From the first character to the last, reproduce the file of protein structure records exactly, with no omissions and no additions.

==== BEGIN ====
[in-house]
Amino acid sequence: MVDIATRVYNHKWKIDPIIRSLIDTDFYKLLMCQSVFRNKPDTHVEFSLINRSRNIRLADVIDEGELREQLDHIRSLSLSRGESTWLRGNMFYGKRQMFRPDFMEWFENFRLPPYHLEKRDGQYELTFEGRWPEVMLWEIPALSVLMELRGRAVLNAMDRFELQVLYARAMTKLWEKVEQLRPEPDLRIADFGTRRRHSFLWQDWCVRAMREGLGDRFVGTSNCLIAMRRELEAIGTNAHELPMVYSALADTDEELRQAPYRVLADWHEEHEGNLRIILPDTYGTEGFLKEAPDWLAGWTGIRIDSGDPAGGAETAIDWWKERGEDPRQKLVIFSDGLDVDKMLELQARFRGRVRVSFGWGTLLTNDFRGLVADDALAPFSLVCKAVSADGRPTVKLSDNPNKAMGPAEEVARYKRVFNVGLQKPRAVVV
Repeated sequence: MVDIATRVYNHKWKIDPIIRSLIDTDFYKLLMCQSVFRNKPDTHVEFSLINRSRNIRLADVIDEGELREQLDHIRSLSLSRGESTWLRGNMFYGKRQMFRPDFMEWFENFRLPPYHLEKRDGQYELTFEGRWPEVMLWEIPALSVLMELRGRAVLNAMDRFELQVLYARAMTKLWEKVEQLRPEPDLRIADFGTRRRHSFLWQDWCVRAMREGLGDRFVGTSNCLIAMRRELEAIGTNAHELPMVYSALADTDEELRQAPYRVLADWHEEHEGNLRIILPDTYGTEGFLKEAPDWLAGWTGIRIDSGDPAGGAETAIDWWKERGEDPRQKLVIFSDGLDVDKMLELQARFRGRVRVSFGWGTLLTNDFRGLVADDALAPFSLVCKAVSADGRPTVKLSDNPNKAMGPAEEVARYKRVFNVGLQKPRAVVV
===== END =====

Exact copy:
[in-house]
Amino acid sequence: MVDIATRVYNHKWKIDPIIRSLIDTDFYKLLMCQSVFRNKPDTHVEFSLINRSRNIRLADVIDEGELREQLDHIRSLSLSRGESTWLRGNMFYGKRQMFRPDFMEWFENFRLPPYHLEKRDGQYELTFEGRWPEVMLWEIPALSVLMELRGRAVLNAMDRFELQVLYARAMTKLWEKVEQLRPEPDLRIADFGTRRRHSFLWQDWCVRAMREGLGDRFVGTSNCLIAMRRELEAIGTNAHELPMVYSALADTDEELRQAPYRVLADWHEEHEGNLRIILPDTYGTEGFLKEAPDWLAGWTGIRIDSGDPAGGAETAIDWWKERGEDPRQKLVIFSDGLDVDKMLELQARFRGRVRVSFGWGTLLTNDFRGLVADDALAPFSLVCKAVSADGRPTVKLSDNPNKAMGPAEEVARYKRVFNVGLQKPRAVVV
Repeated sequence: MVDIATRVYNHKWKIDPIIRSLIDTDFYKLLMCQSVFRNKPDTHVEFSLINRSRNIRLADVIDEGELREQLDHIRSLSLSRGESTWLRGNMFYGKRQMFRPDFMEWFENFRLPPYHLEKRDGQYELTFEGRWPEVMLWEIPALSVLMELRGRAVLNAMDRFELQVLYARAMTKLWEKVEQLRPEPDLRIADFGTRRRHSFLWQDWCVRAMREGLGDRFVGTSNCLIAMRRELEAIGTNAHELPMVYSALADTDEELRQAPYRVLADWHEEHEGNLRIILPDTYGTEGFLKEAPDWLAGWTGIRIDSGDPAGGAETAIDWWKERGEDPRQKLVIFSDGLDVDKMLELQARFRGRVRVSFGWGTLLTNDFRGLVADDALAPFSLVCKAVSADGRPTVKLSDNPNKAMGPAEEVARYKRVFNVGLQKPRAVVV